Prescription Drug Abuse Statistics, Facts and Prevalence

Unveiling troubling statistics on prescription drug abuse, revealing its prevalence and the consequences it poses.

Leora BH Staff
December 5, 2023

The Scope of Prescription Drug Abuse

Prescription drug abuse has become a significant public health concern, affecting individuals across various demographics. Understanding the nature and extent of this problem is crucial in addressing and preventing its harmful consequences. In this section, we will delve into the concept of prescription drug abuse and highlight the growing scope of this issue.

Alarming Statistics on Prescription Drug Abuse

  1. Prescription drug abuse is responsible for an estimated 18,000 deaths per year in the United States alone.
  2. In 2018, an estimated 10.3 million Americans aged 12 or older misused opioids at least once in the past year.
  3. Nearly one-third of people who use prescription opioids for non-medical reasons also report using benzodiazepines or other central nervous system depressants.
  4. The rate of opioid-related hospitalizations in the United States nearly doubled between 2005 and 2014.
  5. Studies suggest that up to 29% of people prescribed opioids for chronic pain may misuse them.
  6. Men are more likely than women to die from prescription opioid overdoses, but the gap has been narrowing in recent years.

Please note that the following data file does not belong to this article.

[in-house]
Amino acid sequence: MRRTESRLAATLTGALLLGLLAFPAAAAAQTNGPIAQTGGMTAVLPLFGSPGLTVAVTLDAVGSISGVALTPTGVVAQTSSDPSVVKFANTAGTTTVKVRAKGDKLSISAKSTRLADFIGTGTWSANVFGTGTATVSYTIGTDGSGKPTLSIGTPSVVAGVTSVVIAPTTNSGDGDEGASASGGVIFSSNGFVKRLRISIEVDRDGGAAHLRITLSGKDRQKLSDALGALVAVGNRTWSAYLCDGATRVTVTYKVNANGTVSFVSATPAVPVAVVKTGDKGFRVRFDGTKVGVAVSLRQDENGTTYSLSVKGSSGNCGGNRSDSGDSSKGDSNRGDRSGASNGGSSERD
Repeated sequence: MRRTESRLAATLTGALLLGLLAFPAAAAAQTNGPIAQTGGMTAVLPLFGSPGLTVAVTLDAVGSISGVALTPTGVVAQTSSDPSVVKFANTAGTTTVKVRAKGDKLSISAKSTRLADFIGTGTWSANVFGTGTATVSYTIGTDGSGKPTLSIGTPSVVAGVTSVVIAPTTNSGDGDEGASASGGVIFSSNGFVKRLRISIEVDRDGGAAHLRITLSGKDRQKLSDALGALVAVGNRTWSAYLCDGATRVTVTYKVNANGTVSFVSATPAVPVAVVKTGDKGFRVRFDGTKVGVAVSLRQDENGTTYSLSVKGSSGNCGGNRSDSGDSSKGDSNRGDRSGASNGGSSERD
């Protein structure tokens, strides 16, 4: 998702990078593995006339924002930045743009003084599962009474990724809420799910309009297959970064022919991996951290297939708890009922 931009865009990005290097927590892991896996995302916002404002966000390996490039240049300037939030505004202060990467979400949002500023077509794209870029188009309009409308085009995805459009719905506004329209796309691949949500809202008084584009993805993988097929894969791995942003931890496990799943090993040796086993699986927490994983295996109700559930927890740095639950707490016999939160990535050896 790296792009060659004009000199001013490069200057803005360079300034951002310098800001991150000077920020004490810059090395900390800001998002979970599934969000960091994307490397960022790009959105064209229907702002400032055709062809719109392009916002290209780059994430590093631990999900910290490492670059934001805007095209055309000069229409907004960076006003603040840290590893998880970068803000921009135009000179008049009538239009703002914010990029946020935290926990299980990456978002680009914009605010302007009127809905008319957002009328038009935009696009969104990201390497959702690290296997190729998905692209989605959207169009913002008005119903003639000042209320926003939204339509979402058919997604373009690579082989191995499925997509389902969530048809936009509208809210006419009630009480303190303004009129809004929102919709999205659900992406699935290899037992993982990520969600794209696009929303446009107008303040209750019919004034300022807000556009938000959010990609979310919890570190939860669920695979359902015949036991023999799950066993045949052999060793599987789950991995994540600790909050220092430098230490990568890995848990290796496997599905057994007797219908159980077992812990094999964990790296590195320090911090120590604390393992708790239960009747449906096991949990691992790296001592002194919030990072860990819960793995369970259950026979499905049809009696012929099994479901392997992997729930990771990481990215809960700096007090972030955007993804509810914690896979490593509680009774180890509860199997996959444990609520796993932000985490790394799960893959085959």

7. In Canada, there were over 14,000 apparent opioid-related deaths between January 2016 and December 2019.
  8. Between 2013 and 2017, the number of benzodiazepine-related overdose deaths in the United States increased by 45%.
  9. A study of college students found that over half of those who misused prescription drugs obtained them from a friend or relative for free.
  10. In the United Kingdom, prescriptions for benzodiazepines and "Z-drugs" (sleeping pills) increased by 30% between 2008 and 2018.

Understanding Prescription Drug Abuse

Prescription drug abuse refers to the misuse or inappropriate use of prescription medications, including opioids, stimulants, and sedatives. It involves taking these medications without a valid prescription, taking them in higher doses than prescribed, or using them for non-medical purposes.

Prescription drugs are intended to treat specific medical conditions, and when used as prescribed, they can be highly beneficial. However, when they are misused, the potential for addiction, dependence, and health complications greatly increases. It is important to recognize the signs of prescription drug abuse to intervene early and provide appropriate support.

The Growing Problem

Prescription drug abuse has seen a concerning rise in recent years, leading to significant public health implications. The accessibility and availability of prescription medications, combined with various social and economic factors, have contributed to the growth of this problem.